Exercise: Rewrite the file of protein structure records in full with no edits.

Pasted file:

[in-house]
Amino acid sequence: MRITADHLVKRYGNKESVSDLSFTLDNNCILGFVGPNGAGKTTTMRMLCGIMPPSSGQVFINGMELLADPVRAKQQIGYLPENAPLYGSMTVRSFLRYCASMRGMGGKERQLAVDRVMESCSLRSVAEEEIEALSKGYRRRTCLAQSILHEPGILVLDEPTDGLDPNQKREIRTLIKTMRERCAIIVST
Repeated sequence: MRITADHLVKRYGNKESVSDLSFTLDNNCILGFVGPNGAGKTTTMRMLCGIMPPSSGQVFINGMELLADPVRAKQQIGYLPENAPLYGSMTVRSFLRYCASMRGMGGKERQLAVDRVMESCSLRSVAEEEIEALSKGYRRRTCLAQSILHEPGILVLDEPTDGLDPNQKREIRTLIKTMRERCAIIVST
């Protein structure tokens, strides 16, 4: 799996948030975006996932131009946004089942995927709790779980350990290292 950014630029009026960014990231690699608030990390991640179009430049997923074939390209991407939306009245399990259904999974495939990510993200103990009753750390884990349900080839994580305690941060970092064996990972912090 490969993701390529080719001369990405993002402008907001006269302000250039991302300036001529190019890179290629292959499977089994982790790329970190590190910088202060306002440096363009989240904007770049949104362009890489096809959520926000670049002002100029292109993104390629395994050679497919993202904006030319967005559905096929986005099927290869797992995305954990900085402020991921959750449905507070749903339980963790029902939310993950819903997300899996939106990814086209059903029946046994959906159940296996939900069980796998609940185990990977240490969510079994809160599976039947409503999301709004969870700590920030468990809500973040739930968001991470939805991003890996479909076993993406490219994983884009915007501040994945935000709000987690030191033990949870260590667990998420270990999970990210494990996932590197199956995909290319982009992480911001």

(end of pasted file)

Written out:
[in-house]
Amino acid sequence: MRITADHLVKRYGNKESVSDLSFTLDNNCILGFVGPNGAGKTTTMRMLCGIMPPSSGQVFINGMELLADPVRAKQQIGYLPENAPLYGSMTVRSFLRYCASMRGMGGKERQLAVDRVMESCSLRSVAEEEIEALSKGYRRRTCLAQSILHEPGILVLDEPTDGLDPNQKREIRTLIKTMRERCAIIVST
Repeated sequence: MRITADHLVKRYGNKESVSDLSFTLDNNCILGFVGPNGAGKTTTMRMLCGIMPPSSGQVFINGMELLADPVRAKQQIGYLPENAPLYGSMTVRSFLRYCASMRGMGGKERQLAVDRVMESCSLRSVAEEEIEALSKGYRRRTCLAQSILHEPGILVLDEPTDGLDPNQKREIRTLIKTMRERCAIIVST
């Protein structure tokens, strides 16, 4: 799996948030975006996932131009946004089942995927709790779980350990290292 950014630029009026960014990231690699608030990390991640179009430049997923074939390209991407939306009245399990259904999974495939990510993200103990009753750390884990349900080839994580305690941060970092064996990972912090 490969993701390529080719001369990405993002402008907001006269302000250039991302300036001529190019890179290629292959499977089994982790790329970190590190910088202060306002440096363009989240904007770049949104362009890489096809959520926000670049002002100029292109993104390629395994050679497919993202904006030319967005559905096929986005099927290869797992995305954990900085402020991921959750449905507070749903339980963790029902939310993950819903997300899996939106990814086209059903029946046994959906159940296996939900069980796998609940185990990977240490969510079994809160599976039947409503999301709004969870700590920030468990809500973040739930968001991470939805991003890996479909076993993406490219994983884009915007501040994945935000709000987690030191033990949870260590667990998420270990999970990210494990996932590197199956995909290319982009992480911001």